11. The coupling element according to claim 10, wherein the first belt element and the second belt element form an abdominal belt.

12. The coupling element according to claim 10, wherein the first belt element and the second belt element form a tension band.

13. The coupling element according to claim 10, wherein the first belt element and the second belt element form a tension belt.

14. The coupling element according to claim 10, wherein the eyelet element is designed like a ladder, and has a plurality of eyelets, and, as viewed from an associated first grip element, is curved both upward and inward.

15. The coupling element according to claim 10, wherein the handle of the first and/or second grip element is positioned horizontally.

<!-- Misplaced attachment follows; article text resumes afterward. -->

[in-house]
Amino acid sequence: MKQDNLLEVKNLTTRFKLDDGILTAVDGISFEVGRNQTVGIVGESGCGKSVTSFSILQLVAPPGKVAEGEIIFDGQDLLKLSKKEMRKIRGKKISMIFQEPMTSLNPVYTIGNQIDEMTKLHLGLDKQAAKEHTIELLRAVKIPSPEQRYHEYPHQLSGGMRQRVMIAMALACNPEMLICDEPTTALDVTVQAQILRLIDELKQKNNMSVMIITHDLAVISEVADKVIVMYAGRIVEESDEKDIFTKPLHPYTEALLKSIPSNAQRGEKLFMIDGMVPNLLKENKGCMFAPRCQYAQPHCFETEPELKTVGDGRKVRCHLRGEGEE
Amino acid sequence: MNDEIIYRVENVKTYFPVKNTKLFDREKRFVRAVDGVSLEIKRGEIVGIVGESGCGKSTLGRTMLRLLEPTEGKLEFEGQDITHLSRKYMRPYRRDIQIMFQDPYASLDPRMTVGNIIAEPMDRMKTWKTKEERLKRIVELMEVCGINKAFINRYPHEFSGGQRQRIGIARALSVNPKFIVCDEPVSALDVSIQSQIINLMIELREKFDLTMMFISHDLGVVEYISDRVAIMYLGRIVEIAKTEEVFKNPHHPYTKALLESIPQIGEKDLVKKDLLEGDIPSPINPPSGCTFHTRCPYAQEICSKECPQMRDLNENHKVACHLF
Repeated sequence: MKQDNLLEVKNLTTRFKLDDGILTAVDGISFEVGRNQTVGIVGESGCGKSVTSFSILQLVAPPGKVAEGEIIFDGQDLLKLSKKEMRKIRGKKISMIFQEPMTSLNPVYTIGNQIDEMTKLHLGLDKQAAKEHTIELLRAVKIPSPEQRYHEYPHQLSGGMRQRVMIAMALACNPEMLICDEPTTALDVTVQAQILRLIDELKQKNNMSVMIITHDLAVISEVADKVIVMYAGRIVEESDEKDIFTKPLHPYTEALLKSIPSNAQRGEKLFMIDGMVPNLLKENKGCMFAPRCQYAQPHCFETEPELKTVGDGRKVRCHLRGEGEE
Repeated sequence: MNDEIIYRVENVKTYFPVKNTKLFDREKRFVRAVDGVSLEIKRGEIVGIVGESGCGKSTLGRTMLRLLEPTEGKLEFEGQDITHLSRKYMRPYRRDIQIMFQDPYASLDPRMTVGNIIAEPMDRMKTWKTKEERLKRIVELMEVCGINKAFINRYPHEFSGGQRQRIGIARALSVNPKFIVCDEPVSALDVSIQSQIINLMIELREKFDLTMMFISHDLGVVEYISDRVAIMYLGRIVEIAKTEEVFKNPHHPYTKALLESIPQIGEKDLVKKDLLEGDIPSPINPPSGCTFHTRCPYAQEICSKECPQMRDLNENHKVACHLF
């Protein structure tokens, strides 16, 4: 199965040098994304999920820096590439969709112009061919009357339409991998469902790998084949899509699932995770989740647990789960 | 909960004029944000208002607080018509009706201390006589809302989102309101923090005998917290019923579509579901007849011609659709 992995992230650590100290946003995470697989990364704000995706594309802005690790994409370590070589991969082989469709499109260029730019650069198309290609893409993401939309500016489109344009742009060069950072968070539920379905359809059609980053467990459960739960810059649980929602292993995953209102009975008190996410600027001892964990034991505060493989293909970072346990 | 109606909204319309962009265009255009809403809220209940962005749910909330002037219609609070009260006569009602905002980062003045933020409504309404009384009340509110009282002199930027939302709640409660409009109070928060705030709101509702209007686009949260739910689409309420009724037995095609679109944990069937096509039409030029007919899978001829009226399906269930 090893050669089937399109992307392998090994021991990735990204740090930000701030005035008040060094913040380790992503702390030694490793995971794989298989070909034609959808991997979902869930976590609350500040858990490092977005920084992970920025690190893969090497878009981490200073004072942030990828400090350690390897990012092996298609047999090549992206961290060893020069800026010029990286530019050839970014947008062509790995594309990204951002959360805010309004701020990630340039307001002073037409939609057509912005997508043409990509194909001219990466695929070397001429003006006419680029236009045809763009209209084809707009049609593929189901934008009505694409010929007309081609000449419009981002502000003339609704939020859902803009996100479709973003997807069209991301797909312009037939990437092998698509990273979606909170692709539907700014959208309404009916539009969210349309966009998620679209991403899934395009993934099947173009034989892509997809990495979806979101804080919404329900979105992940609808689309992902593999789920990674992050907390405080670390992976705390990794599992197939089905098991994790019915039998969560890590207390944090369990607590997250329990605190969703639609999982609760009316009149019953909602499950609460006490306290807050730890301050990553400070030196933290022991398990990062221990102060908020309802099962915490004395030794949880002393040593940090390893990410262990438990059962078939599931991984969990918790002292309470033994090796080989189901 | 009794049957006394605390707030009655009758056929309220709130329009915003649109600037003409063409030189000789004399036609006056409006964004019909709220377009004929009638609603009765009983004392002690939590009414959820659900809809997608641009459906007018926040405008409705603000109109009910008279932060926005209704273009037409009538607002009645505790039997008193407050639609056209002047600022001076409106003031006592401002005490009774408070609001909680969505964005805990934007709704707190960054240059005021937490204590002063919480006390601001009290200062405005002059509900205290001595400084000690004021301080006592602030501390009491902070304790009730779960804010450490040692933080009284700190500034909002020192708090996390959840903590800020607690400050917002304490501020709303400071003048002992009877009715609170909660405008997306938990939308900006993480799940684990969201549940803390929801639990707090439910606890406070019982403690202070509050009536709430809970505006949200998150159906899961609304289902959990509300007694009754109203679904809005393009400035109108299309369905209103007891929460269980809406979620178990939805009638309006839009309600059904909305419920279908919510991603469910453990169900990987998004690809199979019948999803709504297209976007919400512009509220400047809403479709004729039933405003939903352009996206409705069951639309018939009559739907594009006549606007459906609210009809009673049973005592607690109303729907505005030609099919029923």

16. The coupling element according to claim 10, wherein the first coupling means is connected to the first belt element by means of a hinge, and/or the second coupling means is connected to the second belt element via a hinge.

17. The coupling element according to claim 10, wherein the first belt element and/or the second belt element are parts of a belt system and/or a tensioning system via pulleys.

18. The coupling element according to claim 10, wherein the first belt element and the second belt element form a belt, in particular an abdominal belt, of a brace or an orthosis.

19. The coupling element of claim 10 in combination with a brace or orthosis.
Description



[0001] The present invention relates to coupling elements to couple belts, particularly abdominal belts and tension bands. The coupling elements can particularly be used for belts of braces or orthoses.